Analyses of the response variables

Determination of the total phenolic content.

The TPC of extracts was determined by the Folin-Ciocalteu method [35]. Briefly, 50 μL of the extract and 50 μL of the Folin-Ciocalteu reagent were consecutively added to an Eppendorf tube containing 500 μL of water. After 3 min, 100 μL of Na2CO3 (25%) was added to the mixture. A final volume of 1 mL was reached by the addition of Milli-Q water. The absorbance was read at 725 nm using an Eon BioTek spectrophotometer (Izasa, Barcelona, Spain) against a water sample that underwent equal treatment after 1 hour of incubation in the dark. Gallic acid at different concentrations was used as a standard compound to construct the calibration curves. The results were expressed as milligram gallic acid equivalents per gram of dry weight (GAE/g dw).

HPLC-DAD analysis of phenolic compounds.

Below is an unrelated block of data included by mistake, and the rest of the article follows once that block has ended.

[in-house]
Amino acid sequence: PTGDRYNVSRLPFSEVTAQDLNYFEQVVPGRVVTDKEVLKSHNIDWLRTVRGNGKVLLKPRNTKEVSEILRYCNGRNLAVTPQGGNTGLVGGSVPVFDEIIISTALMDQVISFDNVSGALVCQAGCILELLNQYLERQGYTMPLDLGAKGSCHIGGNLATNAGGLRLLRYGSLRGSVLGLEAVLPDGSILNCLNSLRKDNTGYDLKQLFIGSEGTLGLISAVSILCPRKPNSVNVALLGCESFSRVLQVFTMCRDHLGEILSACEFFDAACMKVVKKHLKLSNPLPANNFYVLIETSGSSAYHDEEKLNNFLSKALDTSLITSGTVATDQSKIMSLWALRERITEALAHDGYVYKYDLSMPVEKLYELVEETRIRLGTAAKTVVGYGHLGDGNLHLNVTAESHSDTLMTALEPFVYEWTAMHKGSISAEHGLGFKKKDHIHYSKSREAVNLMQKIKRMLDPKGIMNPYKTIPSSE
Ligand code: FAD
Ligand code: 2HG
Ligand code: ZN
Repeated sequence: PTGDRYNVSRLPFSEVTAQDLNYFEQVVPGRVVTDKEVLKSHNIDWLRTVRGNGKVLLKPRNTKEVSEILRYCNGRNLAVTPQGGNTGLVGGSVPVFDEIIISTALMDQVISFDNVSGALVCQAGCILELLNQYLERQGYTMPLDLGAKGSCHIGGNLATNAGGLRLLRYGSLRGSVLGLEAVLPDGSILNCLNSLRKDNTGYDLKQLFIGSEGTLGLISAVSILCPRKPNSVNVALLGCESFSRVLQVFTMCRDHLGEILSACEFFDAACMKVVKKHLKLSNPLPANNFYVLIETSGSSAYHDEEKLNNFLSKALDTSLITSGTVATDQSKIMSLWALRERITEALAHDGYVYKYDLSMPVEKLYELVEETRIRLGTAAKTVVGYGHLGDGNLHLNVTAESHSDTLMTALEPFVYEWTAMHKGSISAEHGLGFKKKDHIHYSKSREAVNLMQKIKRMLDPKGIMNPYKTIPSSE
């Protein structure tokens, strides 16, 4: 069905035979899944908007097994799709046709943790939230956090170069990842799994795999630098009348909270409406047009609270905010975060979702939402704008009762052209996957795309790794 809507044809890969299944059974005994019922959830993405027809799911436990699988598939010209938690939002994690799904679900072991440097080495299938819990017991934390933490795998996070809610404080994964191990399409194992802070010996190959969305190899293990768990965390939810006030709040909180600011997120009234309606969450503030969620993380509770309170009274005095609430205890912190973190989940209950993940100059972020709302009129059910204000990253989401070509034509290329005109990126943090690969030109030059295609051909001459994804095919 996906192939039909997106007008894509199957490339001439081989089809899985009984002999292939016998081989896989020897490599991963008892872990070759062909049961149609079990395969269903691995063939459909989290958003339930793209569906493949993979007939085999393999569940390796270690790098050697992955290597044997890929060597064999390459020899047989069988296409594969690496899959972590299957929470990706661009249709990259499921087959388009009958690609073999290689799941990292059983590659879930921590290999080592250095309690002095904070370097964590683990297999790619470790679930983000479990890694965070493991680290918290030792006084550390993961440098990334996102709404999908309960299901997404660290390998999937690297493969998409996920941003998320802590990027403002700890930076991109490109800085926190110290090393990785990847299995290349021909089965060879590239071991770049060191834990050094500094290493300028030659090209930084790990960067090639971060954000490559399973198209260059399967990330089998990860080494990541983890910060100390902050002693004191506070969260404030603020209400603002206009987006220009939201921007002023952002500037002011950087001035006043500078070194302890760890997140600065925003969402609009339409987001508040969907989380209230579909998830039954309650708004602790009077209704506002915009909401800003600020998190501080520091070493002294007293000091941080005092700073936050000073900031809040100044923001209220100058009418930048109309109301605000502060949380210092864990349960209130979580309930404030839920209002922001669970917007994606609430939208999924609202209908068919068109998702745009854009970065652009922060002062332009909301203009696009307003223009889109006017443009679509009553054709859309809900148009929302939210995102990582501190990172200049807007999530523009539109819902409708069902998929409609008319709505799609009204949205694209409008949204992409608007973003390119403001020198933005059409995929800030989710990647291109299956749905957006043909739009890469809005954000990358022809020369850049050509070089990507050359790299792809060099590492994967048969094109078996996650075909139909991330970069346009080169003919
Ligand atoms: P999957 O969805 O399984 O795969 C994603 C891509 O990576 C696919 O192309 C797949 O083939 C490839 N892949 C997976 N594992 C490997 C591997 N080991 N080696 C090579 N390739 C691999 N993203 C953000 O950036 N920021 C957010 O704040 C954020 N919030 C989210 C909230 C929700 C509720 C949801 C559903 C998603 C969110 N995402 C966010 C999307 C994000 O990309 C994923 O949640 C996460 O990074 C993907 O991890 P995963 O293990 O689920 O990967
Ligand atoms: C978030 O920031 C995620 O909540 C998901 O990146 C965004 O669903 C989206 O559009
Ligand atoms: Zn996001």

An HPLC-DAD method was developed to quantify hesperidin in NO powder. Polyphenol separation was achieved using a ZORBAX Eclipse XDB-C18 (150 mm x 2.1 mm i.d., 5 μm particle size) as the chromatographic column (Agilent Technologies, Palo Alto, CA, USA) equipped with a Narrow-Bore guard column (2.1 mm x 12.5 mm 5 μm particle size, Agilent Technologies, Palo Alto, CA, USA). The mobile phase was 0.25% acetic acid in water (A) and acetonitrile (B) in a gradient mode as follows: initial conditions, 0% B; 0–1 min, 0–20% B; 1–8 min, 20–30% B; 8–9 min, 30–100% B; 9–10 min, isocratic at 100% B; and 10–11 min, 100–0% B. A 5-min post-run was applied for column equilibration. The flow rate was set at 0.5 mL/min, and the injection volume was 10 μL for all runs.